The Crash Course on AVRT®

Make sure he has a personal copy of Rational Recovery: The New Cure for Substance Addiction. By all means review this article on zero-tolerance in the family.

Because he is free to choose between good and evil, he may choose his addiction over you. If he continues to suffer and die, it will not be on your account or in your home, and in your grief, you will know that by choosing his addiction he has granted you the rest of your life to live on your own terms rather than on the terms of his animal nature, and that he has exchanged the best thing he ever had for the cheap thrills of addiction. For that you may be grateful and hope he will suffer the least and finally rest in peace.

If he chooses you, however, you may be on the path toward a reconciliation you’ve longed for, a reconciliation that will restore him to his family, to freedom and to dignity.

The Ancestry of Substance Abuse Counseling

©2007, Jack Trimpey, LCSW, all rights reserved.

BWilson.jpgAlcoholics Anonymous (AA) was conceived by two intelligent, well-educated men, Bill Wilson and Dr. Bob Smith, both of whom were severely addicted to alcohol, and neither of whom finally defeated their own addictions. Behind closed doors, they admitted their ghastly sense of powerlessness over addictive desire, and shared stories of personal failure and degeneracy.

They were a rare combination of character and talent. Bill Wilson was a raising-the-dead necromancer (a channeler, like John Edward), and Dr. Bob was a physician-drunk. Their combined input produced a magnificent compromise between the rigors of moral decency, which they loathed and feared, the prestige of religion and science, which they both understood very well, and the call of the wild, which we may deduce from their actions, was closest to their hearts.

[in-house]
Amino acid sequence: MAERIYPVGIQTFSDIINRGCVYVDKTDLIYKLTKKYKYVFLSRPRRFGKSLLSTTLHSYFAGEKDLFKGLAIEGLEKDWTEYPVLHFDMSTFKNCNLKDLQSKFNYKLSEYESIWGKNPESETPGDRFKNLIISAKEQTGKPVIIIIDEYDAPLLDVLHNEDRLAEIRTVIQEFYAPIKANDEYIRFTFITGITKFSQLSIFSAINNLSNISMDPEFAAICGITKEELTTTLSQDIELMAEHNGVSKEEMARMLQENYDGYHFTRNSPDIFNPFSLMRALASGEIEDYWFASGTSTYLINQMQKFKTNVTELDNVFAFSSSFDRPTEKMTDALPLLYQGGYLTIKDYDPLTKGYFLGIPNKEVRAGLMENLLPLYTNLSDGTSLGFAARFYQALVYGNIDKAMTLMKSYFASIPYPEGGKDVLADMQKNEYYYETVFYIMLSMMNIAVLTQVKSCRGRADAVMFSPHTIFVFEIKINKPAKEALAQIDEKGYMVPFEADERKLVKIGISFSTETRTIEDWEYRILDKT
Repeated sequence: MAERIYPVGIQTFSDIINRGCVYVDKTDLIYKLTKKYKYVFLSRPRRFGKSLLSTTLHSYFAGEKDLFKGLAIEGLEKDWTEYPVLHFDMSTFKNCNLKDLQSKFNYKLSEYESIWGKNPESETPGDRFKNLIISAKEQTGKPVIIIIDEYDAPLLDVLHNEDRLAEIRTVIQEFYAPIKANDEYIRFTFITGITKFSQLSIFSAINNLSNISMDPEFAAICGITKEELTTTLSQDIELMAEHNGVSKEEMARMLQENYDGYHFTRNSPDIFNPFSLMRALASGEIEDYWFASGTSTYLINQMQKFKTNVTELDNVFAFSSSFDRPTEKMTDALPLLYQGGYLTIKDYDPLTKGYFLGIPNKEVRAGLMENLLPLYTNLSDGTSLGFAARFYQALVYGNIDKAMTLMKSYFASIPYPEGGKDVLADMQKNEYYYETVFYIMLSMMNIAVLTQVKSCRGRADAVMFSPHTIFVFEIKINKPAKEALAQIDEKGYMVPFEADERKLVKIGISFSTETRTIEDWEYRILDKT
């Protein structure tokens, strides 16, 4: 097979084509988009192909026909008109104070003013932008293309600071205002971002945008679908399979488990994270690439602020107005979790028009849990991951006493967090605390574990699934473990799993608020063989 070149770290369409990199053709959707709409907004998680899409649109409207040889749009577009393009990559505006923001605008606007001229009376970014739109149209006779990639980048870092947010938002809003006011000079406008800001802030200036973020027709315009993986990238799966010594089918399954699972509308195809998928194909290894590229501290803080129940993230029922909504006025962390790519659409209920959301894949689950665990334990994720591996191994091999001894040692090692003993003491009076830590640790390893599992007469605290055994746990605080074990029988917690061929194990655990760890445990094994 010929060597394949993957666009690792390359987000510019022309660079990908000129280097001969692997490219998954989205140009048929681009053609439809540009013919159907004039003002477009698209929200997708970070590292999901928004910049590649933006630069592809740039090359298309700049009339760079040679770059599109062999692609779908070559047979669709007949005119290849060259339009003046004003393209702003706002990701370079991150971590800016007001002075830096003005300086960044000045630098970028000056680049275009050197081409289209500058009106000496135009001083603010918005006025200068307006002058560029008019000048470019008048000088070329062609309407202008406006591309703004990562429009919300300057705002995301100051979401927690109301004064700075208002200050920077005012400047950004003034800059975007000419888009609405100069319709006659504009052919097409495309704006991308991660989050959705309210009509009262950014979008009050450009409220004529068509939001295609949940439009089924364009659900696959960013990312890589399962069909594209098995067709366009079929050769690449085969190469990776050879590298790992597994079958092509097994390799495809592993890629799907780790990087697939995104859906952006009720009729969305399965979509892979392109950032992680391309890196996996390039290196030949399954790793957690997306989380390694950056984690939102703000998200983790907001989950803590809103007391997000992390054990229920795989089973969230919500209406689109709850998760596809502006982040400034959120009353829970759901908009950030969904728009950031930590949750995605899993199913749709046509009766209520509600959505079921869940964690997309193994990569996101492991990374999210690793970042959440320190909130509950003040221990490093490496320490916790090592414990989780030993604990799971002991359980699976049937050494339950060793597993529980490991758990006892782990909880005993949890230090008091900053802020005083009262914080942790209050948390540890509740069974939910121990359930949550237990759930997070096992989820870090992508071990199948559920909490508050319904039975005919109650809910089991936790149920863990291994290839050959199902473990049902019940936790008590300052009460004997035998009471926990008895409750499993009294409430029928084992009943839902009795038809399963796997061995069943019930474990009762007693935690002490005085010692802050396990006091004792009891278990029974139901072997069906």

Shortly before they met and founded Alcoholics Anonymous, Mr. Wilson had been through a number of spa-like addiction treatment programs without success, medical programs remarkably similar in methods and outcomes to today’s addiction treatment centers. Following intense, emotional turmoil and apparent psychotic episode at a hospital that treated addiction with hallucinogenic drugs, Bill Wilson remained extremely restless, desperately running away from addictive desire. He became obsessed with saving other drunkards from themselves, possibly as his own wish-fulfillment to be rescued from himself. In other words, he did not recognize his messianic mission as part of an underlying, immutable plan to get drunk. His chaotic outreach, however, resulted in a chance enounter with his future cohort, Dr. Smith.

DrBob.jpgDr. Smith was on the verge of professional and personal suicide, drinking during surgical procedures in the operating room as well as in his professional office. Mr. Wilson was convinced he’d resume drinking unless he was actively persuading other drunks to become like him — sober, but also compelled to help other drunks become sober. It began as a simple, pyramid scheme to build a network of drunks policing, comforting, and redeeming other drunks, but it soon took on grand dimensions with enormous political and social significance. Dr. Bob, similiarly infatuated with addictive pleasures, found Mr. Wilson’s proposal curiously attractive. Before long, he became the first substance abuse counselor, as the medical director of a 12-step addiction treatment program he initiated at St. Thomas Hospital in Akron. He was the original “two-hatter,” engaged in a dual relationship with his addicted patients, recruiting them into his own nascent religious cult.

Continue reading ‘The Ancestry of Substance Abuse Counseling’